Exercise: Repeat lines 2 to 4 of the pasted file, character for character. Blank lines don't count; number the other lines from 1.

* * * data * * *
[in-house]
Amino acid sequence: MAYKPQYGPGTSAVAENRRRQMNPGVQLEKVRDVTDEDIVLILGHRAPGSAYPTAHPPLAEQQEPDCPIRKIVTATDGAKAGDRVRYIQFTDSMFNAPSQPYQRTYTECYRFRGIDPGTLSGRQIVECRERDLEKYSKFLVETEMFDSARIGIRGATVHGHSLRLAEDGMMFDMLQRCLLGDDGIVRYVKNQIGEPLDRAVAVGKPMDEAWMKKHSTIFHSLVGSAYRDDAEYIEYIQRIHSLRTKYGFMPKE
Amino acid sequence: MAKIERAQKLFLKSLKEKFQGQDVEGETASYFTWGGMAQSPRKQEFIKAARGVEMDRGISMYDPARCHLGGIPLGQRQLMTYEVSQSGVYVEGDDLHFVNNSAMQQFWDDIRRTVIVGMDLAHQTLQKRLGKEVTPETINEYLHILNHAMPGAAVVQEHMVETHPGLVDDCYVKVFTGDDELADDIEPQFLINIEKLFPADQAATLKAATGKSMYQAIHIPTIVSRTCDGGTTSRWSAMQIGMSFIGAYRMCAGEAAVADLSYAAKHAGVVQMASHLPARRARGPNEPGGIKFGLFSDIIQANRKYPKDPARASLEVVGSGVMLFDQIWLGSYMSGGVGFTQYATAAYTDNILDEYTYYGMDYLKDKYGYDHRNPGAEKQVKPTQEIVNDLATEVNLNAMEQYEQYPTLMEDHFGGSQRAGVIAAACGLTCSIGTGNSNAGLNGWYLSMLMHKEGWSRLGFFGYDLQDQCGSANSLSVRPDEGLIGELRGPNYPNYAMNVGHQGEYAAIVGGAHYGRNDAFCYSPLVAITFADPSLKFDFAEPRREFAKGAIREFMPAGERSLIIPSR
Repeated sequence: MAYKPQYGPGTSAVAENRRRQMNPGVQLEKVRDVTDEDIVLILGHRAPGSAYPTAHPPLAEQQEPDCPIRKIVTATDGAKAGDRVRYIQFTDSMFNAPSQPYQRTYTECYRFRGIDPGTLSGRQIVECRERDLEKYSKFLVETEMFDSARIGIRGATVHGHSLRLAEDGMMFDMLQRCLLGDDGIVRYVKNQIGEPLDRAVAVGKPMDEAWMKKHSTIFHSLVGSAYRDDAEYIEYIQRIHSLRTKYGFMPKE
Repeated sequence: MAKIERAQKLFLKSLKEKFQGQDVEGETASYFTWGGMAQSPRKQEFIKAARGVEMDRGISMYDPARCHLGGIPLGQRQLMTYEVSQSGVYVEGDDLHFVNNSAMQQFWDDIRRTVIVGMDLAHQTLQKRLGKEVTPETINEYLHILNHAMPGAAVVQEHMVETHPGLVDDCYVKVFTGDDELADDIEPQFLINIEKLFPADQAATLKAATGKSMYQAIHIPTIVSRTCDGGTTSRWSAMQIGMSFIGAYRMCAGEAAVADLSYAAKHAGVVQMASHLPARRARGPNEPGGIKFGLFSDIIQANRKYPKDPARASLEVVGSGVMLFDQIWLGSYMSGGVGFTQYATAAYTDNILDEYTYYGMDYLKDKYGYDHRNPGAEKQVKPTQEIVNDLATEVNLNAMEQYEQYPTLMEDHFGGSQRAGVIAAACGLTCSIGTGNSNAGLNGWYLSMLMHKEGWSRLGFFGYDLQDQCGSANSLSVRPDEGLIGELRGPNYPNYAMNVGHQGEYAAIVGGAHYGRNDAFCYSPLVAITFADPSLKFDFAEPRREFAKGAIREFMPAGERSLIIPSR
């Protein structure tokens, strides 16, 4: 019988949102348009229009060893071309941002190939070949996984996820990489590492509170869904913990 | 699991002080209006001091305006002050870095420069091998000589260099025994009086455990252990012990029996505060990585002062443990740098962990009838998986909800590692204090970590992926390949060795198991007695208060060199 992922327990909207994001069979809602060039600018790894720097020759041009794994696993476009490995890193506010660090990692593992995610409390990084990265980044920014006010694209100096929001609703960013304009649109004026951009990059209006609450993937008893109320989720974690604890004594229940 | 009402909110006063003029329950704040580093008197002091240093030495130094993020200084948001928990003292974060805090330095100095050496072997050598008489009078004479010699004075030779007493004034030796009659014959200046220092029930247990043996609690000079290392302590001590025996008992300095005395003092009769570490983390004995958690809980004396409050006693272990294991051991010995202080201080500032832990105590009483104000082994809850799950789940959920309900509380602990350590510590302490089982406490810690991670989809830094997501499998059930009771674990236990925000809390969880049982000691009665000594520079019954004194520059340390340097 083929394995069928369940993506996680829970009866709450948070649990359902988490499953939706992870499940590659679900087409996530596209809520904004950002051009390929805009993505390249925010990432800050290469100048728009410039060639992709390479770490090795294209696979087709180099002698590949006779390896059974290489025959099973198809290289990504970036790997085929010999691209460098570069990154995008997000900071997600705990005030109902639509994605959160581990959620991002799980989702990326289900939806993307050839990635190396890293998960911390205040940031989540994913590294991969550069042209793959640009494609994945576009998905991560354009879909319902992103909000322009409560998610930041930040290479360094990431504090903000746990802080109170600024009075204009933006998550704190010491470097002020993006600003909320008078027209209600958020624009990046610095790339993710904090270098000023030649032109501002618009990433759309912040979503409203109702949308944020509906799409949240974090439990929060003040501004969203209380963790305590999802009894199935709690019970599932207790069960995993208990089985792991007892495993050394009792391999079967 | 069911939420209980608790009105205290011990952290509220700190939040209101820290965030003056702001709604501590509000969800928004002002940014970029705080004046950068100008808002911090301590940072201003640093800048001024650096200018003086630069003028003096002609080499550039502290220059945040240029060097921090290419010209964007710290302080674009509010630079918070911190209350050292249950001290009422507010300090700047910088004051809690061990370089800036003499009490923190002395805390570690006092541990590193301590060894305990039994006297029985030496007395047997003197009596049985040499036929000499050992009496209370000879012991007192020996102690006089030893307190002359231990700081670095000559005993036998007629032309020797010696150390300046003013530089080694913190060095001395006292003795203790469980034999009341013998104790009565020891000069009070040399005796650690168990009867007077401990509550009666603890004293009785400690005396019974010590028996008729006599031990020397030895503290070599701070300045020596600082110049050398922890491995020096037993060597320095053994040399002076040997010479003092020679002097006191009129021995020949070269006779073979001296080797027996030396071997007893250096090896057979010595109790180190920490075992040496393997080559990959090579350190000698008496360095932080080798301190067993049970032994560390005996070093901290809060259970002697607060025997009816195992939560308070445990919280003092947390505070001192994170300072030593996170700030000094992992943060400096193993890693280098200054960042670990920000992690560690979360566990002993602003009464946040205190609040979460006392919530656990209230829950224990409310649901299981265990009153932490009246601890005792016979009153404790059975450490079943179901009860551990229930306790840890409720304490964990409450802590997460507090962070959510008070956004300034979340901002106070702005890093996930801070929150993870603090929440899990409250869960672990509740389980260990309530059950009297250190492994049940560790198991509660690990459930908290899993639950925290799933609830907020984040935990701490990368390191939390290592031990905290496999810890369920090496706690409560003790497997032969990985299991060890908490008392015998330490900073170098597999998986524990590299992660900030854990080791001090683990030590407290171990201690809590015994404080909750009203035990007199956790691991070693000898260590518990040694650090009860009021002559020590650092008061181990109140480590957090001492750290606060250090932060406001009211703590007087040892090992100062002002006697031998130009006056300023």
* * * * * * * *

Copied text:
Amino acid sequence: MAYKPQYGPGTSAVAENRRRQMNPGVQLEKVRDVTDEDIVLILGHRAPGSAYPTAHPPLAEQQEPDCPIRKIVTATDGAKAGDRVRYIQFTDSMFNAPSQPYQRTYTECYRFRGIDPGTLSGRQIVECRERDLEKYSKFLVETEMFDSARIGIRGATVHGHSLRLAEDGMMFDMLQRCLLGDDGIVRYVKNQIGEPLDRAVAVGKPMDEAWMKKHSTIFHSLVGSAYRDDAEYIEYIQRIHSLRTKYGFMPKE
Amino acid sequence: MAKIERAQKLFLKSLKEKFQGQDVEGETASYFTWGGMAQSPRKQEFIKAARGVEMDRGISMYDPARCHLGGIPLGQRQLMTYEVSQSGVYVEGDDLHFVNNSAMQQFWDDIRRTVIVGMDLAHQTLQKRLGKEVTPETINEYLHILNHAMPGAAVVQEHMVETHPGLVDDCYVKVFTGDDELADDIEPQFLINIEKLFPADQAATLKAATGKSMYQAIHIPTIVSRTCDGGTTSRWSAMQIGMSFIGAYRMCAGEAAVADLSYAAKHAGVVQMASHLPARRARGPNEPGGIKFGLFSDIIQANRKYPKDPARASLEVVGSGVMLFDQIWLGSYMSGGVGFTQYATAAYTDNILDEYTYYGMDYLKDKYGYDHRNPGAEKQVKPTQEIVNDLATEVNLNAMEQYEQYPTLMEDHFGGSQRAGVIAAACGLTCSIGTGNSNAGLNGWYLSMLMHKEGWSRLGFFGYDLQDQCGSANSLSVRPDEGLIGELRGPNYPNYAMNVGHQGEYAAIVGGAHYGRNDAFCYSPLVAITFADPSLKFDFAEPRREFAKGAIREFMPAGERSLIIPSR
Repeated sequence: MAYKPQYGPGTSAVAENRRRQMNPGVQLEKVRDVTDEDIVLILGHRAPGSAYPTAHPPLAEQQEPDCPIRKIVTATDGAKAGDRVRYIQFTDSMFNAPSQPYQRTYTECYRFRGIDPGTLSGRQIVECRERDLEKYSKFLVETEMFDSARIGIRGATVHGHSLRLAEDGMMFDMLQRCLLGDDGIVRYVKNQIGEPLDRAVAVGKPMDEAWMKKHSTIFHSLVGSAYRDDAEYIEYIQRIHSLRTKYGFMPKE